Harassment Leading To Higher Burnout With Female Docs
NEW STUDY FINDS SEXUAL HARASSMENT, GENDER DISCRIMINATION, OTHER MISTREATMENT CONTRIBUTING TO A HIGHER RATE OF BURNOUT AMONG WOMEN SURGICAL RESIDENTS COMPARED TO MEN
(CNN) – A new study finds sexual harassment, gender discrimination and other mistreatment are contributing to a higher rate of burnout among women surgical residents compared to men.
The study, based on a survey of about 7,400 surgical residents, was published in the New England Journal of Medicine.
Among the findings, about 42% of female surgical residents experienced burnout, compared to 36% of the men; 65% of the women reported gender discrimination, compared to 10% of the men; 20% of the women experienced sexual harassment, compared to 4% of the men, and the women were more likely to report suicidal thoughts than their male counterparts.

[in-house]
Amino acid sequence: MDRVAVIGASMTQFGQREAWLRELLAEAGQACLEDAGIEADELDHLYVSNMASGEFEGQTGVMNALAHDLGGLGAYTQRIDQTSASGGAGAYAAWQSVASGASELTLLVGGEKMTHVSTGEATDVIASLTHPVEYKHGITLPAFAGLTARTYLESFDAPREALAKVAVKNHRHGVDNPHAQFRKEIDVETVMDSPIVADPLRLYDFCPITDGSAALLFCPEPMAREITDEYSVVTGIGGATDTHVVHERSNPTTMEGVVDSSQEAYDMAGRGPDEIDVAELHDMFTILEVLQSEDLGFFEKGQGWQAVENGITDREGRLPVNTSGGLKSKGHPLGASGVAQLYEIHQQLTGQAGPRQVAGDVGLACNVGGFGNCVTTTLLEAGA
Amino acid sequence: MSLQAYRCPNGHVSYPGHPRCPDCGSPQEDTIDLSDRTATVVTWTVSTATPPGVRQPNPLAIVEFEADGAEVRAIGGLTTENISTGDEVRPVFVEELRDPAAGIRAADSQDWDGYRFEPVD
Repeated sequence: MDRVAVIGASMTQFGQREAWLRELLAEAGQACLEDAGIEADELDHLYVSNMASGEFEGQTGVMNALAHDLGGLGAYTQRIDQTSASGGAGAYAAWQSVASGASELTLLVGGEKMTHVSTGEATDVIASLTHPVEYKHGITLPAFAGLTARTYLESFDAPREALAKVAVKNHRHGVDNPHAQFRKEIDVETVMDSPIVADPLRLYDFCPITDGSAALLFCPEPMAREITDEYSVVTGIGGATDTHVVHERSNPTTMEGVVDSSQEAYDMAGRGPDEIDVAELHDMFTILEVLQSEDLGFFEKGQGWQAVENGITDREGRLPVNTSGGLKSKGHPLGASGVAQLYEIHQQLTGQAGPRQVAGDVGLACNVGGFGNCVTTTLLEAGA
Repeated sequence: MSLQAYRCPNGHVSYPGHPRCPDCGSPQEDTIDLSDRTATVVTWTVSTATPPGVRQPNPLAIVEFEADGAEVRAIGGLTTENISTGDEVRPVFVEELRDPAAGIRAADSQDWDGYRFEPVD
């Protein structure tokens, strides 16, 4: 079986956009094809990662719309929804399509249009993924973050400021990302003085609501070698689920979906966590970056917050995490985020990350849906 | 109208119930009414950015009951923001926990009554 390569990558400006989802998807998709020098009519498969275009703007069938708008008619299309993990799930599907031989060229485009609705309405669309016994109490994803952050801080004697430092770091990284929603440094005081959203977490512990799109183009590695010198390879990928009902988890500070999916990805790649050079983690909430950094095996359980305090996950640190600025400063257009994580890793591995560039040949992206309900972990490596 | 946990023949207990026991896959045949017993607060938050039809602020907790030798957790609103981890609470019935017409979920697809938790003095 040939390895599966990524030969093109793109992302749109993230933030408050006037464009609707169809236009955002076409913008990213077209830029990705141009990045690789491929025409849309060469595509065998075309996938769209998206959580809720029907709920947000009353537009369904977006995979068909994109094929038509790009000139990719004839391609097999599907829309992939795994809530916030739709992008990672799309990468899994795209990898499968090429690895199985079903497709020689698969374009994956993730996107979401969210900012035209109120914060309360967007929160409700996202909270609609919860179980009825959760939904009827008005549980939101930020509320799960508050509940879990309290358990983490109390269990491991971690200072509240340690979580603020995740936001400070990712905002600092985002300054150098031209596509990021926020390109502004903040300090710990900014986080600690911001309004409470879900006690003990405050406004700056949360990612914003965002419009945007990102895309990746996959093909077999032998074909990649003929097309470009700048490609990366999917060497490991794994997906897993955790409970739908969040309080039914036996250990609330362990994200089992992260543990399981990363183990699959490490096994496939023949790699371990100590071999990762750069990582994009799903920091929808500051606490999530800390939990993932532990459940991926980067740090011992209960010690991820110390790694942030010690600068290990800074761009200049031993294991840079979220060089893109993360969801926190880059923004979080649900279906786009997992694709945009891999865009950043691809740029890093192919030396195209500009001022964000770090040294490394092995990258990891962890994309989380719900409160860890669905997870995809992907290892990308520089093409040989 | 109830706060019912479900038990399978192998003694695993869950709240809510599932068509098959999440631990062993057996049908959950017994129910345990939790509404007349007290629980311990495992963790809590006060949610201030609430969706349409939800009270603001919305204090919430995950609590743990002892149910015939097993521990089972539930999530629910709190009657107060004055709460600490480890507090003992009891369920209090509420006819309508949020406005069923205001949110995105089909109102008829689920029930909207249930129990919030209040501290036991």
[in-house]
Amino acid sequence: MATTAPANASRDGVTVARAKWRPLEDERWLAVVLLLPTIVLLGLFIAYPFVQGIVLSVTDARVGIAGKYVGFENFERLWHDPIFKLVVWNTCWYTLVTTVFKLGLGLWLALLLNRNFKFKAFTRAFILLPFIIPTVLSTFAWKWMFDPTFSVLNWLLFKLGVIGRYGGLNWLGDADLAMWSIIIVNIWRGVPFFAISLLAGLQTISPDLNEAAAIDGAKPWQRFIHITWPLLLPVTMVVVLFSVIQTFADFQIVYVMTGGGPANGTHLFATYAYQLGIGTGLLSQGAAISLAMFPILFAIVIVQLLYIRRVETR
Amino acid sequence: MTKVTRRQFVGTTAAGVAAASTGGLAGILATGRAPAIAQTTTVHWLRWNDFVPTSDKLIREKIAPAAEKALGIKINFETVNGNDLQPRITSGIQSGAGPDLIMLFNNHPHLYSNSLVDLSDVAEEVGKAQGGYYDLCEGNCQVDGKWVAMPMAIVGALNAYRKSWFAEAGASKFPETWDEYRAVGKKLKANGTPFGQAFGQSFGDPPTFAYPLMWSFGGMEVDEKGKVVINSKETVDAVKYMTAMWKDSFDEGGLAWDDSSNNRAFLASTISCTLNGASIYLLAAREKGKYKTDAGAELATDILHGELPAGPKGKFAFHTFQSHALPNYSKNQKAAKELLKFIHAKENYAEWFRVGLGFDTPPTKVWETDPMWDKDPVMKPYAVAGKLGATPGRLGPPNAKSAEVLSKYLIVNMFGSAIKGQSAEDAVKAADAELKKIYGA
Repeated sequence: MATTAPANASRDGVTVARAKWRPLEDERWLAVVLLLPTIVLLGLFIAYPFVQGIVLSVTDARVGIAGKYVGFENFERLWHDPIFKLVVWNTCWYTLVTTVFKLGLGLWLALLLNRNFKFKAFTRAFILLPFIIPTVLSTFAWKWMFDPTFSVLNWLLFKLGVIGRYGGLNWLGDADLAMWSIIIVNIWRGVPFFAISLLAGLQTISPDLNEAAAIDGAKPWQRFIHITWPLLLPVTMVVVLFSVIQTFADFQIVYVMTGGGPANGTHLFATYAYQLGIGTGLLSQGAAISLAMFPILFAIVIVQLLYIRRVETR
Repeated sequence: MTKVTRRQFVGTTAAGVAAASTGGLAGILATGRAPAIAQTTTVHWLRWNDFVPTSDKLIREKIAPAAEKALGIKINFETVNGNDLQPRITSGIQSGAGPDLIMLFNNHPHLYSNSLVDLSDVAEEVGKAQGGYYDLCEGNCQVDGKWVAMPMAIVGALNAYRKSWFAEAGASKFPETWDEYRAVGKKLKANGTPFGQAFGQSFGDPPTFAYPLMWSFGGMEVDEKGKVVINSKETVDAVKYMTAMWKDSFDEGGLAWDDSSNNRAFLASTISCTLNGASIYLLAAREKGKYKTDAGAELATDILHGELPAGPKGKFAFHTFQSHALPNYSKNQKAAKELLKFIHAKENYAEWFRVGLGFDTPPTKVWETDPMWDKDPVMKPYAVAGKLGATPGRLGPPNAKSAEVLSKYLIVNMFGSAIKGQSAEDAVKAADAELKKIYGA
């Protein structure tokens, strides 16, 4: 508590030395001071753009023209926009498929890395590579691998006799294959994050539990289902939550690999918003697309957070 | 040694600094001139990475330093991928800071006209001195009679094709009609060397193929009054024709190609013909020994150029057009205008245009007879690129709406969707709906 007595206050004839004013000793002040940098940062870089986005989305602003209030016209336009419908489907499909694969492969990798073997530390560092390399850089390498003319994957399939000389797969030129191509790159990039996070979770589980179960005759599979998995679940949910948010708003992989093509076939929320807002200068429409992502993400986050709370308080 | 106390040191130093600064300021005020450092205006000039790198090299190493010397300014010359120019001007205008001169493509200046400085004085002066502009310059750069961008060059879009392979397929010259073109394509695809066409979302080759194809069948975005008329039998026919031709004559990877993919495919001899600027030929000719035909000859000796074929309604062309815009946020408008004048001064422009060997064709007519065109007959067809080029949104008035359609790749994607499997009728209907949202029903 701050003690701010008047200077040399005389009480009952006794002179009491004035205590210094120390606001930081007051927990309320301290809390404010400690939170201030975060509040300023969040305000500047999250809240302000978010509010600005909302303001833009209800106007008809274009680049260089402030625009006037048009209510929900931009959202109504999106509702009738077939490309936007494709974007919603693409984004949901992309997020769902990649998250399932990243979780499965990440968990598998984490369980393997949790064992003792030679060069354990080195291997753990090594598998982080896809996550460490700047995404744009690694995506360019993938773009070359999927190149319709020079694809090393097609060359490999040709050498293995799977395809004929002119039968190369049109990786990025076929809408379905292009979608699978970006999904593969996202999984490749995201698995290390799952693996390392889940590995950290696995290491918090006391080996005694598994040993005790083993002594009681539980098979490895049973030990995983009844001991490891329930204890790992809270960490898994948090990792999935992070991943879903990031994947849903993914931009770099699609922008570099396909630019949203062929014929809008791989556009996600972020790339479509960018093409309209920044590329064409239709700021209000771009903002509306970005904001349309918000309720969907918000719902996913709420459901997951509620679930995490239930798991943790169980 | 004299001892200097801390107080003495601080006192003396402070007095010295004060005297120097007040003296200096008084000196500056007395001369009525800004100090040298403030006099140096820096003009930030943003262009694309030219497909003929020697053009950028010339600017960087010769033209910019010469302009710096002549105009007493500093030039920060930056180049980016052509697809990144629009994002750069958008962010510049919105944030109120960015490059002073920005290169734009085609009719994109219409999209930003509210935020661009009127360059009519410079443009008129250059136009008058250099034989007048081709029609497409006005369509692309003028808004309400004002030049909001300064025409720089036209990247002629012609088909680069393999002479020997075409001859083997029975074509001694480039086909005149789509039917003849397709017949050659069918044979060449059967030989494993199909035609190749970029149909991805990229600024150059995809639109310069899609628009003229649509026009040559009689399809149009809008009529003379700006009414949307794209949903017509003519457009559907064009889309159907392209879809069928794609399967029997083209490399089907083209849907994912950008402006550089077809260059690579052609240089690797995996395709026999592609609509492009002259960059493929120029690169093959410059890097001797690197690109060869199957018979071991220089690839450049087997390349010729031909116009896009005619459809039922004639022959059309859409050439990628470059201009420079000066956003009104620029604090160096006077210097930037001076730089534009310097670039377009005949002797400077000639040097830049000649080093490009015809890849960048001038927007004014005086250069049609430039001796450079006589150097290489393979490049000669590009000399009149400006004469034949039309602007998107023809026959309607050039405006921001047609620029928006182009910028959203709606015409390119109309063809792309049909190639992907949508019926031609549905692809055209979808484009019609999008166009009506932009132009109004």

The study authors are calling for solutions to what they call a burnout crisis; saying it’s hurting doctors and lost productivity and turnover are costing the U.S. health care system billions of dollars.